Wednesday, January 30, 2013

Butterfly dress

This dress is another one from a pattern I got in my giant Goodwill haul of early '13.

The pattern is this one:

Butterick B4176

I let Little Sister choose from the stack of patterns again, and this is the one she went for this time.

I learned from my experience last time, and made a size 2 bodice (a little roomy for my almost-three-year-old but fine), but since Little Sister has been obsessed with dresses that are "long long" lately, I cut out the size 5 length.  She would be happier if it was dusting the floor, but this is about as long as I'm willing to go so that she can actually wear it around without tripping on it and dragging it through the mud.

Tucked into her waistband and ready to roll!
The fabric is one I got in the clearance section at JoAnn's--not a remnant, which is actually a good thing because I needed every inch of the yard I had, but that means I paid $4/yard for it, well over my typical price.  I just had to have this purple butterfly fabric though.

A friend of Little Sister's grandma's made that little hat for her.  

I love the simple pleats in the front of this dress, and the sweet little buttons.  The button closure in the back means she can't get it on and off by herself, which is kind of a bummer but not that big of a deal. It was really an easy dress to make.

No buttonholes--just an elastic loop closure
I did fold my single-fold bias tape up a little as I sewed it around the neckline so that the purple edge would show like a trim.  It's the same technique I used when I made this shirt.  I think it almost looks like a piped edge.

I need to work on focusing on the eyes, but she's so quick!

I still haven't been able to get any pictures of The Boy in his lined pants that I made from one of the patterns, despite the fact that he's worn them about 3 times in the week since I gave them to him.  The first time, we were on our way somewhere and couldn't stop for photos, the second time I was planning to take pics as soon as I got him home from school, but then whoops!  He slipped in the mud on the way to the car and had to change as soon as we got home!  The third time he just wasn't in the mood.  Someday.

Sunday, January 27, 2013

Reversible Quilted Tunic Top!

I saw this pattern from Prudent Baby a while back, and thought it was so sweet and simple.  And I loved the idea of reversible for a toddler--if she spilled her lunch on it, we can just turn it inside-out!  Less laundry for me!  I had been hanging onto this remnant of double-sided pre-quilted fabric trying to decide what to do with it, when it hit me that it was the perfect thing to use for the Prudent Baby 4 Season Crossover top.  Although I suppose the quilting makes it more of a two-season top.  Wait, I'm in Oregon.  A three-season top.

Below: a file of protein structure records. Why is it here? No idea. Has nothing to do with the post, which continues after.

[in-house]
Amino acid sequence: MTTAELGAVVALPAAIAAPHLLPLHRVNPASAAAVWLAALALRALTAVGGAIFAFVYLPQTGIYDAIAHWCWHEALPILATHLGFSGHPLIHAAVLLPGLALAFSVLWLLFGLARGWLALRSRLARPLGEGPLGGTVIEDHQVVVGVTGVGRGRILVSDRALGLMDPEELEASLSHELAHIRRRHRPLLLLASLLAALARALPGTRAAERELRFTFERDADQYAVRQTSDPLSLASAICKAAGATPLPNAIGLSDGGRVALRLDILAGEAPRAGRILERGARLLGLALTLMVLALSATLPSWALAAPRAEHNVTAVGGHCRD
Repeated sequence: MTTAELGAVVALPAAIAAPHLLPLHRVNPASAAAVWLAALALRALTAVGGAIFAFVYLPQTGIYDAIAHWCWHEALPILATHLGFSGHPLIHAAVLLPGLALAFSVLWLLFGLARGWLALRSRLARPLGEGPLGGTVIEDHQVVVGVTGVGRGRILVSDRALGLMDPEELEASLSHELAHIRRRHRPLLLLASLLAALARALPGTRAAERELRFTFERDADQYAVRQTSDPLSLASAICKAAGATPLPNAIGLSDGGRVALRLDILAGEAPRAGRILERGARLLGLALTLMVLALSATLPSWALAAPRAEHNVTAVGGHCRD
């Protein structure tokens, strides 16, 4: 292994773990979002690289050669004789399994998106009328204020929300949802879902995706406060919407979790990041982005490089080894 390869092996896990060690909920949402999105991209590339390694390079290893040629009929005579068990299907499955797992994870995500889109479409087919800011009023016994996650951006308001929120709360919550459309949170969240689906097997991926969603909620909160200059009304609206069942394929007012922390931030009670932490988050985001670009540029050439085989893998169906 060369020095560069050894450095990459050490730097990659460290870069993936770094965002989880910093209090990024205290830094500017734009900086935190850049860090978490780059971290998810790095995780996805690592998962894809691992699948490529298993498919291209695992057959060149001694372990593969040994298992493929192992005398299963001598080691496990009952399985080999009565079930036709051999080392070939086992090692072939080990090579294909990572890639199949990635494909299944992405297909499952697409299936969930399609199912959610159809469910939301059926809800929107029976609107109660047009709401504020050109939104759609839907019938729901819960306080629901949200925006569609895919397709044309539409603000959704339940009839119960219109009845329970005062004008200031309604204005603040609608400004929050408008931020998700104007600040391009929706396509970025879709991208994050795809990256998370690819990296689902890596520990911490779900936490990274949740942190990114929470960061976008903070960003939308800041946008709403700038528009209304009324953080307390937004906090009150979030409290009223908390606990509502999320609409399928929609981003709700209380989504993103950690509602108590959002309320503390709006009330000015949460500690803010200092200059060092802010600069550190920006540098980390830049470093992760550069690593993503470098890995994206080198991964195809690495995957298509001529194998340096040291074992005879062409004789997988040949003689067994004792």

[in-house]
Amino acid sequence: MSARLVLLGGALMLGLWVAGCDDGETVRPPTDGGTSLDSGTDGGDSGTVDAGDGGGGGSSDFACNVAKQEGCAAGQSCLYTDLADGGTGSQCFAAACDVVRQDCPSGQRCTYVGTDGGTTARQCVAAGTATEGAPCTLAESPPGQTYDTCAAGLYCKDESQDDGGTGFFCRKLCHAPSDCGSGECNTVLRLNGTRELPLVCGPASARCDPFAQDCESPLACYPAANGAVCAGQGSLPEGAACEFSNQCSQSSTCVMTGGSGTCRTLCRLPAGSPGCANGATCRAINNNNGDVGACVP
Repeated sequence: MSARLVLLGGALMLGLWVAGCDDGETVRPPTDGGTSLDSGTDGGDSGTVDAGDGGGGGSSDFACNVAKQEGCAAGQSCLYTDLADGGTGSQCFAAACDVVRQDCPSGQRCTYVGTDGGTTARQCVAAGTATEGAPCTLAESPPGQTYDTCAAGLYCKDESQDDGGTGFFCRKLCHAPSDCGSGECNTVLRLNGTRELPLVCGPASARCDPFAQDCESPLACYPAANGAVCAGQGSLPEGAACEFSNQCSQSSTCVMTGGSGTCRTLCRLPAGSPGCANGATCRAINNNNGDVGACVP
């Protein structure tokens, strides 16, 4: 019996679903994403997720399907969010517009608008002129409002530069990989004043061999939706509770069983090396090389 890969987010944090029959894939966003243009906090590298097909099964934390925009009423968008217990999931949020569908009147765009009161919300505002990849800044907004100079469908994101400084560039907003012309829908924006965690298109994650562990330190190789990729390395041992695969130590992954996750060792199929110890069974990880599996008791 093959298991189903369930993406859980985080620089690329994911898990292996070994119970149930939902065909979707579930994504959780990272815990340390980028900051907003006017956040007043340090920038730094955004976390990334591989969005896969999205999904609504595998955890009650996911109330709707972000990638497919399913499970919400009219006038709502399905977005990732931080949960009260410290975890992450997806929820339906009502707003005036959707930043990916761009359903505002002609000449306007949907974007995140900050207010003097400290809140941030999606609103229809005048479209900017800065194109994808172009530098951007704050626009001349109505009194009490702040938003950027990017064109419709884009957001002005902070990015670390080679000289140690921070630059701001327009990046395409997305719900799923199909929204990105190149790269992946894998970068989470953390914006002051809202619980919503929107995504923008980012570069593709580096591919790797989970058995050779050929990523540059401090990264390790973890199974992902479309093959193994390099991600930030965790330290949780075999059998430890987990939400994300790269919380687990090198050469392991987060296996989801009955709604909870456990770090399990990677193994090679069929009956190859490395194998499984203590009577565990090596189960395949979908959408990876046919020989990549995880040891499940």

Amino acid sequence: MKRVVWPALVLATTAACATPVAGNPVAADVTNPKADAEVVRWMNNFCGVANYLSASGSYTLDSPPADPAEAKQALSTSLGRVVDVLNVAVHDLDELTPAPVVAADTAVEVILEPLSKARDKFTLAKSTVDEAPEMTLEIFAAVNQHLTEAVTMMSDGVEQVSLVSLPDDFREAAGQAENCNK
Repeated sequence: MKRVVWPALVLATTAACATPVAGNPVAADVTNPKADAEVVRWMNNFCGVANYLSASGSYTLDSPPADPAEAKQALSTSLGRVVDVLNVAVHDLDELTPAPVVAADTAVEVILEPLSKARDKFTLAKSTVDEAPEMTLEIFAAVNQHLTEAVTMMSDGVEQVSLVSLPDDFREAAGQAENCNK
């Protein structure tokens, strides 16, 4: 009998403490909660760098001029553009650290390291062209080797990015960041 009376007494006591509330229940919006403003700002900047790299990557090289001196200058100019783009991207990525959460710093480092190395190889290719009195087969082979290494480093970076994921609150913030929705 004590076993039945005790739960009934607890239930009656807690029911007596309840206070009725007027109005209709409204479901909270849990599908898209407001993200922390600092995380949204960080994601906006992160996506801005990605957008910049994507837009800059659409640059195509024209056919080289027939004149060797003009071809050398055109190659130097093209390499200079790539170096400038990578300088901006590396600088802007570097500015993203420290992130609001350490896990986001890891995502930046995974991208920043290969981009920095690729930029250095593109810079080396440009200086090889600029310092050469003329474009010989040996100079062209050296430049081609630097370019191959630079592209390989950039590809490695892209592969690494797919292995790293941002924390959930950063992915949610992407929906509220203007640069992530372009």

Eek!  I have a twin!

The only problem was I wasn't sure how to hide the seams on the inside.  The tutorial is for using two fabrics, so the seams are all hidden inside.  But using this fabric meant getting tricky with the bias tape.  I figured it out, and I'll show you how!

Oh Mom.

Little Sister likes this side better, but I still make her wear it the other way sometimes.
All you really need to do to make this top with a two-sided fabric is to make the inside of your seams presentable.  You will already be using bias tape around the raw edges--you just need a little extra to cover up those seams!

Here's how my tunic looked after cutting and sewing.

I opened up the bias tape and pinned the raw edge along the seam, lining it up with the seam's edge (see pic below).  This was double-fold bias tape, because that's what I needed for the rest of the dress, but for the inside of the dress you could totally use single fold.

Once the tape was pinned in place, I sewed right down the crease in the bias tape.

I made sure my raw seam edges were trimmed down narrower than the bias tape, then just pinned the loose edge of the tape right over the top, squishing the seam flat.

Here's the whole side seam, ready to be stitched on the other edge of the bias tape.

Ta da!  Nice and neat and flat.

I did the same thing on the other side seam and also on the shoulder seams.

Here's how it looked from the other side when I was done:

Good, right?  The Prudent Baby tutorial shows how to bind the raw edges all the way around with the bias tape to finish the top.

One last thing--I don't know if it was because my heavier fabric made the top hang funny or what, but I ended up adding a couple of snaps in the back, right where the top crossed behind the armpits.  I used the little snaps you hand-sew in, so they are pretty hidden either way she wears the top, and they just hold the crossover back in the right position.

We've been getting lots of compliments on this top!  OK, nerd admission--I'm reading Game of Thrones right now, and the soldiers all wear quilted tunics under their armor. I bet they look pretty much exactly like this, right?  So when I dress her in her quilted tunic, I feel like I'm getting her ready for battle.  Maybe a pillow fight, but still.

I kind of want to try making one in an oilcloth to use as an art smock.  Wouldn't that be cute?

Wednesday, January 23, 2013

Maternity Jeans!

When I was pregnant, I wasn't doing much sewing yet.  I learned to hand-sew doll clothes as a kid from my grandma, and then learned to use a machine in the college theater costume shop, but aside from sewing costumes for plays when I was a middle and high school drama teacher I hadn't done much sewing since college.  And I'd never done much in the way of sewing for myself.  Truly, nothing motivated me to get out the sewing machine like having a daughter--well, that, and Pinterest.  And since the girl was my second (and final) child, I never made any maternity stuff for myself.  And now, I keep seeing these great maternity projects on Pinterest and thinking, maybe I should get pregnant again so I can sew those things!  HAAAAAAAAhahahahahahaha oh my gosh I never want to be pregnant again.

Lucky for my, my dear dear friend IS pregnant!  YAY!!!!  I get to sew maternity stuff for her!  Oh yeah, and YAY that she's having a baby! But this is about me.

In other news, I've been playing around with photo add-ons at Free, and totally fun.